Some of the best gifts I have received weren't necessarily what I wanted (at the time), but they certainly were what I needed.
I was struggling - RA was having its way with me. It felt like I was in a wet paper bag, without the energy or strength to get out. Thoughtful and well-meaning friends and family observed how I was doing things, or rather, how I wasn't doing things. Thanks to their care, they wrapped up thoughtful gifts that made my life easier.
Sometimes, it's hard to ask for what you need, especially at gift giving times. Share this post with your loved ones and friends who want to get you a gift that says, "I care. I see you struggling. I understand."
Seven things to consider when purchasing gifts for a loved one with rheumatoid arthritis (LOWRA):
1. Develop your listening and observation skills. This is a year-round activity, just as rheumatoid arthritis is a life-long condition. Notice what makes life difficult. Pay attention to the "I wish..." comments. You might just see the perfect gadget, tool or service that can make that wish come true.
2. Tools and gadgets. Look for things that will make life easier. Opening, closing, twisting, lifting - basically things that will augment these actions. Make sure the item is easy to use. If you struggle with it, imagine how much more difficult it would be for someone who is flaring.
3. Services. There are so many options available today. Make your LOWRA feel like an upstairs resident of Downton Abbey by presenting a gift certificate for a housekeeping, car detailing, gardening, meal preparation, or chauffering service. Help ease the daily grind (of joints) that so many people with mobility restrictions experience.
4. Clothing. Light-weight. Easy to zip and button. Take note of the modifications that have been made to the clothes your LOWRA is wearing. Some people have had to exchange buttons for velcro. Are they always cold, or too hot? Do they avoid pull-overs because they can't raise their arms? Maybe you've seen a comfy cardigan or a silky shawl in just the right colors.
5. Jewelry. Lovely to look at and sometimes hard to wear. Fortunately, there's help for that. Ring sizers, gadgets and magnetic extenders to help pinch those clasps on necklaces and bracelets when your LOWRA can't.
6. Your time. A chronic disease such as RA is a robber. Not only does it steal flexibility, strength, energy; it slips away with your LOWRA's sociability. A visit or a trip out may be just the thing to lift sagging spirits.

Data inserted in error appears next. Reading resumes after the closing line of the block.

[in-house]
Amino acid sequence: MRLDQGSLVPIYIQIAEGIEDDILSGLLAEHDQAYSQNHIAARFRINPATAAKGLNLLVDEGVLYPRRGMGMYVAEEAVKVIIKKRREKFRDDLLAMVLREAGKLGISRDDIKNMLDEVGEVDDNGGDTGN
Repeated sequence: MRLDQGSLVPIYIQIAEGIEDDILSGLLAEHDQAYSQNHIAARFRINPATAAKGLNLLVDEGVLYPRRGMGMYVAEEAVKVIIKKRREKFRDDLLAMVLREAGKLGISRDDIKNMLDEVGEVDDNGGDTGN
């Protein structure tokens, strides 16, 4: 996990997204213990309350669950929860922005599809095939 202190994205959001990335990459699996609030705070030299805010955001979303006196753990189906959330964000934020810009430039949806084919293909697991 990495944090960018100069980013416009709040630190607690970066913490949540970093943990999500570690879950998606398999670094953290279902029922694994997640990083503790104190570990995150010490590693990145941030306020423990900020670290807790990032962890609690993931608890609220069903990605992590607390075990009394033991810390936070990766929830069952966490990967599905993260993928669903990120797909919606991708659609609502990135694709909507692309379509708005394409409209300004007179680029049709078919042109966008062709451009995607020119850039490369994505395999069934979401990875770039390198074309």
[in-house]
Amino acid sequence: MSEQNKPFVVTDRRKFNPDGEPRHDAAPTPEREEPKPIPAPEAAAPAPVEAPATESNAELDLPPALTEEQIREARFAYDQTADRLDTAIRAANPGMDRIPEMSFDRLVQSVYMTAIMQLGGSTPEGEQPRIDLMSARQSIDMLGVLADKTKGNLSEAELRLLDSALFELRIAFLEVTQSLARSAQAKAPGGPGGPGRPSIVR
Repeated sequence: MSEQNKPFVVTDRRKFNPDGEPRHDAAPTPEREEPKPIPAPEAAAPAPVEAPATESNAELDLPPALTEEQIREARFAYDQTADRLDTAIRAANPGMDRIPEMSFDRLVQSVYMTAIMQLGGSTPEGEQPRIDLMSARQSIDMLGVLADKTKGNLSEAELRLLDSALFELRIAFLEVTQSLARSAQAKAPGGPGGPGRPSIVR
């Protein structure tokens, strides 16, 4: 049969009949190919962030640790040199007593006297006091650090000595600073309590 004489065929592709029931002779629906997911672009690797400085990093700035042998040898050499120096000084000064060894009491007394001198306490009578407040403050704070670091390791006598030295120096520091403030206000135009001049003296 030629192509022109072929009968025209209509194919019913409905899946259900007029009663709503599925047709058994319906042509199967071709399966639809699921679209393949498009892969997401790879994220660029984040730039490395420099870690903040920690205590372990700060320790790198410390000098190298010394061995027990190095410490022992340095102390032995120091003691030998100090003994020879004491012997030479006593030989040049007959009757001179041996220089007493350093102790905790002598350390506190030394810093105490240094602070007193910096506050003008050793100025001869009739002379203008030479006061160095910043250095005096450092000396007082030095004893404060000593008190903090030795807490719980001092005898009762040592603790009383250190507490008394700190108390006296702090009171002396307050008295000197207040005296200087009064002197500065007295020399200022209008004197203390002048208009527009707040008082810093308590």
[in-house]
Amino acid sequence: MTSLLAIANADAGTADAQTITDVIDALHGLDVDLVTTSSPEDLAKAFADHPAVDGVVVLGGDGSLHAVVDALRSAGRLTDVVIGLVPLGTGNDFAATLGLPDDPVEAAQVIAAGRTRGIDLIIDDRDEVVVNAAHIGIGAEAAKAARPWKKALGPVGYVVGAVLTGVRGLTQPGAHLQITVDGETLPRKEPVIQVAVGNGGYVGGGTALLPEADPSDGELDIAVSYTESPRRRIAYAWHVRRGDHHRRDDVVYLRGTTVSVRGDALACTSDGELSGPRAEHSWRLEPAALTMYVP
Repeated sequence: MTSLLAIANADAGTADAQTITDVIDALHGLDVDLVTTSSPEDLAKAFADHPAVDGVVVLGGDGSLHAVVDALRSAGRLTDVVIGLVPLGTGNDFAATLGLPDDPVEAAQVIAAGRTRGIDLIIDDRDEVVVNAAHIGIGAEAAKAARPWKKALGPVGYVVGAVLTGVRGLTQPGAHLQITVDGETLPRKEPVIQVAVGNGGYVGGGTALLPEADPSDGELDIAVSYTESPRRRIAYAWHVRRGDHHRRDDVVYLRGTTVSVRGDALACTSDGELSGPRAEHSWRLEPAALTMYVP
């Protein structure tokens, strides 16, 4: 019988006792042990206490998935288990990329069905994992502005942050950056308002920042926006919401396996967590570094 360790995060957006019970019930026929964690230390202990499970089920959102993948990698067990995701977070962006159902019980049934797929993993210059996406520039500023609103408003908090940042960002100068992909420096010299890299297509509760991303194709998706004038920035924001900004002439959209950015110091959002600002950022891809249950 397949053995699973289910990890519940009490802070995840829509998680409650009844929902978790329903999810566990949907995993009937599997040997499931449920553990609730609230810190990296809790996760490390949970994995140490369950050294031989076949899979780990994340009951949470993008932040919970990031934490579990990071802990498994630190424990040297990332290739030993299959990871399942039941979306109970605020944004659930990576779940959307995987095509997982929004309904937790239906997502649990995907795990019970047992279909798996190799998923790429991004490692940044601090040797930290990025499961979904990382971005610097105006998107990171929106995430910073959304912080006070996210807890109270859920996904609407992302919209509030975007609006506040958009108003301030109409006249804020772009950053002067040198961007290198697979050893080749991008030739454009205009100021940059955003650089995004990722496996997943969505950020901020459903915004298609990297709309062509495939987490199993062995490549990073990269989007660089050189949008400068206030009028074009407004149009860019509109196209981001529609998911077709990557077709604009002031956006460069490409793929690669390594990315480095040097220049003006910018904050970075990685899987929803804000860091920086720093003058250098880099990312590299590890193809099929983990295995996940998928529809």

7. Gift wrapping. Sometimes the gift wrapping is so exquisite that you don't want to unwrap it, and with RA, those beautifully-wrapped gifts may be too hard to unwrap. Do you wonder why? Put some mittens on, then try to unwrap the gift. Mix in pain and you'll understand the challenge your LOWRA might experience. Whoever invented gift bags must have been thinking of people with RA.
For more suggestions, see the list I've created on Gift Ideas for Loved Ones. It's divided upon into the following categories: apparel, auto, garden, exercise and hobbies, home, kitchen, miscellaneous, personal care, pets, and work.
Finally, a word about festivities. The December calendar is usually bulging with activities and events. It is important to realize that your LOWRA may not accept all the invitations you so generously offer. Pain, fatigue, and the need for quiet and rest may trump the opportunity to go a'carolling, sample Aunt Jo's punch, stand under the neighbor's mistletoe, or attend the office party.
Your LOWRA's spirit may be willing, but the body is not. Please don't take it as a snub; instead offer the best of the season - goodwill, healing, and love.
Marianna Paulson is known as Auntie Stress. On her website, you'll find links to her two blogs, Auntie Stress Café and the award-winning, A Rheumful of Tips. She also publishes a mostly monthly newsletter - The Connective Issue. Sign up on her website to receive information, tips, and to learn about giveaways.
Published On: November 06, 2014